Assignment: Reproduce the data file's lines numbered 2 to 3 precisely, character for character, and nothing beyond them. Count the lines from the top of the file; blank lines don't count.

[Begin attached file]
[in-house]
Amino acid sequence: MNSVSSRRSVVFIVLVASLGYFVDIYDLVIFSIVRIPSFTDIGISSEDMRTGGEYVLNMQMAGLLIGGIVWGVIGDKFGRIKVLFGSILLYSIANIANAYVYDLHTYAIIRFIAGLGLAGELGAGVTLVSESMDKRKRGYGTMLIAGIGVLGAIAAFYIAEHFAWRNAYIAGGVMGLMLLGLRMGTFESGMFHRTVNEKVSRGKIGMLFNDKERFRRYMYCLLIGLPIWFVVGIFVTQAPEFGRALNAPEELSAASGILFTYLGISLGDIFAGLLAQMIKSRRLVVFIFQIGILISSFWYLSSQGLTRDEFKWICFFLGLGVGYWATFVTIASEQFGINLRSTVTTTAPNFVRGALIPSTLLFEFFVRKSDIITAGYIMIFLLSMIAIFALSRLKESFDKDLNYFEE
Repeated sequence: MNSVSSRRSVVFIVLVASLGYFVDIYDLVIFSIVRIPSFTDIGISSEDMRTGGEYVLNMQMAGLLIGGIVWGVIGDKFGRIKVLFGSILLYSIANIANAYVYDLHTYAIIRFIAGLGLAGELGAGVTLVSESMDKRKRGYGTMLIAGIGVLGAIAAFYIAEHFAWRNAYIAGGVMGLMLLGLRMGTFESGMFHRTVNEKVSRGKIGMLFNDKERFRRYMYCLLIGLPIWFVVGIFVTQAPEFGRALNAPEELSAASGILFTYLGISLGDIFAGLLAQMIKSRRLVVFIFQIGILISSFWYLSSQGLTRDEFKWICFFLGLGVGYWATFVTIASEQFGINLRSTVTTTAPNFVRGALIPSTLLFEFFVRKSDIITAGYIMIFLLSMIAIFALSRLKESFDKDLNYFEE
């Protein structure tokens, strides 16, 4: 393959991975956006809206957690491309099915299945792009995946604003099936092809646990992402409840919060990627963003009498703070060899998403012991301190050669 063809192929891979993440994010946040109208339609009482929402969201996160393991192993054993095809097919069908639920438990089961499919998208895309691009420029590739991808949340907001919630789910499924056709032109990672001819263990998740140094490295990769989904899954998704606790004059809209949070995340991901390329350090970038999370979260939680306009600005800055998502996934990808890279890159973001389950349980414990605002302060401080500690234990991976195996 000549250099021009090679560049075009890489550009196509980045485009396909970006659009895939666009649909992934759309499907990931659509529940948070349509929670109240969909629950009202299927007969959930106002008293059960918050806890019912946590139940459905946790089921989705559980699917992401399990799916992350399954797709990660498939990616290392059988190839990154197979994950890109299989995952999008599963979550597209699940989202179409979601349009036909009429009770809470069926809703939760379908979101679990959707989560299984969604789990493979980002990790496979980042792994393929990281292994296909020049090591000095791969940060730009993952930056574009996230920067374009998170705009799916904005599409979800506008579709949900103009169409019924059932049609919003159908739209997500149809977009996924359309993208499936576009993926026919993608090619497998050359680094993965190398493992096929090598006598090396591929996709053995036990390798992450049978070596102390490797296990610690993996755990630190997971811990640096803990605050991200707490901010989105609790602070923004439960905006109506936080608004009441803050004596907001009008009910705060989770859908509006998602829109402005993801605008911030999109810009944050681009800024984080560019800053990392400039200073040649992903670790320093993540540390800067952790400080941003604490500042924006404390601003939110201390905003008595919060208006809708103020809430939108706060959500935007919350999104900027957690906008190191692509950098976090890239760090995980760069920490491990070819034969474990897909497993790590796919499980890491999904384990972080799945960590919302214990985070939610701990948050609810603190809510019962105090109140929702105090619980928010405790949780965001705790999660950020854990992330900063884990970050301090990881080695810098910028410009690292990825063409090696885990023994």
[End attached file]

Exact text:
Amino acid sequence: MNSVSSRRSVVFIVLVASLGYFVDIYDLVIFSIVRIPSFTDIGISSEDMRTGGEYVLNMQMAGLLIGGIVWGVIGDKFGRIKVLFGSILLYSIANIANAYVYDLHTYAIIRFIAGLGLAGELGAGVTLVSESMDKRKRGYGTMLIAGIGVLGAIAAFYIAEHFAWRNAYIAGGVMGLMLLGLRMGTFESGMFHRTVNEKVSRGKIGMLFNDKERFRRYMYCLLIGLPIWFVVGIFVTQAPEFGRALNAPEELSAASGILFTYLGISLGDIFAGLLAQMIKSRRLVVFIFQIGILISSFWYLSSQGLTRDEFKWICFFLGLGVGYWATFVTIASEQFGINLRSTVTTTAPNFVRGALIPSTLLFEFFVRKSDIITAGYIMIFLLSMIAIFALSRLKESFDKDLNYFEE
Repeated sequence: MNSVSSRRSVVFIVLVASLGYFVDIYDLVIFSIVRIPSFTDIGISSEDMRTGGEYVLNMQMAGLLIGGIVWGVIGDKFGRIKVLFGSILLYSIANIANAYVYDLHTYAIIRFIAGLGLAGELGAGVTLVSESMDKRKRGYGTMLIAGIGVLGAIAAFYIAEHFAWRNAYIAGGVMGLMLLGLRMGTFESGMFHRTVNEKVSRGKIGMLFNDKERFRRYMYCLLIGLPIWFVVGIFVTQAPEFGRALNAPEELSAASGILFTYLGISLGDIFAGLLAQMIKSRRLVVFIFQIGILISSFWYLSSQGLTRDEFKWICFFLGLGVGYWATFVTIASEQFGINLRSTVTTTAPNFVRGALIPSTLLFEFFVRKSDIITAGYIMIFLLSMIAIFALSRLKESFDKDLNYFEE